Do You Want Allergy-Free Milk For Your Baby?

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Cow's milk

With 2-3 percent of infants in developed nations being allergic to cows' milk during the first year of their lives, what other option do they have but to be fed allergy-free milk. This may have sounded like a stretch of imagination a few years ago but a team of researchers in New Zealand has achieved a breakthrough in this regard. The allergy-free milk is not a possibility and, therefore, there is hope for the kids who cannot drink the usual cow's milk or whose mothers prefer not to breastfeed.

 

Who said Genetically Modified substances are always bad for health? Thanks to some smart GM technique, the New Zealand scientists have used a process called RNA interference to produce milk with very little of the allergy-causing protein. Since the cow's milk is different in composition to the mother's milk, babies sometime face allergic reaction if they are fed the cow's milk during the initial days of birth. The scientific procedure used by the scientists helps in reducing the allergic quotient of the cow's milk, thereby, increasing its suitability for infants.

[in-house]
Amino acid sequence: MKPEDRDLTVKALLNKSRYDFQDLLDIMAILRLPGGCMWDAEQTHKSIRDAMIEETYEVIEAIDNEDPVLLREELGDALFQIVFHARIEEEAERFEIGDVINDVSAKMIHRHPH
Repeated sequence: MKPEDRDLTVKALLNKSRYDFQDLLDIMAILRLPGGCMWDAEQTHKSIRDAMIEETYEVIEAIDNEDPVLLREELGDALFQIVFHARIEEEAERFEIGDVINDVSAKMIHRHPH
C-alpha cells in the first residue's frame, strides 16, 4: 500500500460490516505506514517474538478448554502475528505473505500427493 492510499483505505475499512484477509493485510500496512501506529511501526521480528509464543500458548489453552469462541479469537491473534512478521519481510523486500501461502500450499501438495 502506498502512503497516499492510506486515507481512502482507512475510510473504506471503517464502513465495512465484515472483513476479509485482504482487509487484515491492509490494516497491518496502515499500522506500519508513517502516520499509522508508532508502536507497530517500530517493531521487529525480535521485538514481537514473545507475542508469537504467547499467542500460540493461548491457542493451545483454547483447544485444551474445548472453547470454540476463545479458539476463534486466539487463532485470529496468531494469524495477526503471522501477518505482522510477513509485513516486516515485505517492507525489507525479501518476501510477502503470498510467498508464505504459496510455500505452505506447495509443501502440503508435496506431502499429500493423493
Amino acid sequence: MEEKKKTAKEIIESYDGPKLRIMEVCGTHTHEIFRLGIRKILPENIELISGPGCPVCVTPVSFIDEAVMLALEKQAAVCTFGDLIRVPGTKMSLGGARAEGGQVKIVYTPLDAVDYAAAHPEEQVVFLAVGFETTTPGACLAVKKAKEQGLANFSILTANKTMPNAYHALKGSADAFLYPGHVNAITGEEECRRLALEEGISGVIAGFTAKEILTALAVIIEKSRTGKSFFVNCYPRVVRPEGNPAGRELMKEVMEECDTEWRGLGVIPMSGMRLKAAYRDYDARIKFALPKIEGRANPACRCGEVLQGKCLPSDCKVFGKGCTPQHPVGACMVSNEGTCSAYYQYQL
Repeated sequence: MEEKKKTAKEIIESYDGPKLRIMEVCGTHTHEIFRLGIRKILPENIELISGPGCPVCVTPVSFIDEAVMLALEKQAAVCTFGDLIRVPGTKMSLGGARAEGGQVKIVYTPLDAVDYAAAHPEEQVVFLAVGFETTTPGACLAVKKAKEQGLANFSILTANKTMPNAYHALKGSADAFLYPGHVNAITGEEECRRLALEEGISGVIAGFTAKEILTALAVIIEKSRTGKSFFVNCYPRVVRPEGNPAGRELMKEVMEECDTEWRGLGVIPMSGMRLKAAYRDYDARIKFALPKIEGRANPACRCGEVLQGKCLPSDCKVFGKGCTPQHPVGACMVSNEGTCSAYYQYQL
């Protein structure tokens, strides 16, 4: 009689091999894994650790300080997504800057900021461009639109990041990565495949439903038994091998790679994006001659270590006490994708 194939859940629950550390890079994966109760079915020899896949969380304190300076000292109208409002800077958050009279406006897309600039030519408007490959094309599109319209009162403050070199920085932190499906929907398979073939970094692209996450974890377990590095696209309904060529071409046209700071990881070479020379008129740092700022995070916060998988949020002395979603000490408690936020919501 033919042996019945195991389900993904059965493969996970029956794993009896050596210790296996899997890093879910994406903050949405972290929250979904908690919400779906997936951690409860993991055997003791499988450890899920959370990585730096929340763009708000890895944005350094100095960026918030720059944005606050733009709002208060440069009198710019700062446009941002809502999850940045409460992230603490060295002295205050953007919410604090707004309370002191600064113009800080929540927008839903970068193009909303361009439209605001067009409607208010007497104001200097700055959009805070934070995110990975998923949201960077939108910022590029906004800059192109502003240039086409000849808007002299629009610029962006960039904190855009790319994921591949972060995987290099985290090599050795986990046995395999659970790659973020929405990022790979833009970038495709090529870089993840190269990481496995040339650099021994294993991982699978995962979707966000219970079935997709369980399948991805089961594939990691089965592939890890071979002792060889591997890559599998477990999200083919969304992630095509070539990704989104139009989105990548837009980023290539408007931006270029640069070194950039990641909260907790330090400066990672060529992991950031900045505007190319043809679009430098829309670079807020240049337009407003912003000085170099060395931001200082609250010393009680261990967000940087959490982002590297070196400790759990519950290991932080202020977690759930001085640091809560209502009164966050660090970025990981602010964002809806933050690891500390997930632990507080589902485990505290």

A paper in this case was published in the journal "Proceedings of the National Academy of Sciences", and the team of scientists led by Anower Jabed has made it clear that with their process, they were able to produce  genetically modified cow's milk, which showed 96% less chances to cause allergic reactions.

 

This is the first time that RNA interference is shown to be working in livestock and with this GM cow's milk, the infants allergic to normal milk definitely have some hope for sustenance.

 

 

Image Courtesy: redicecreations 

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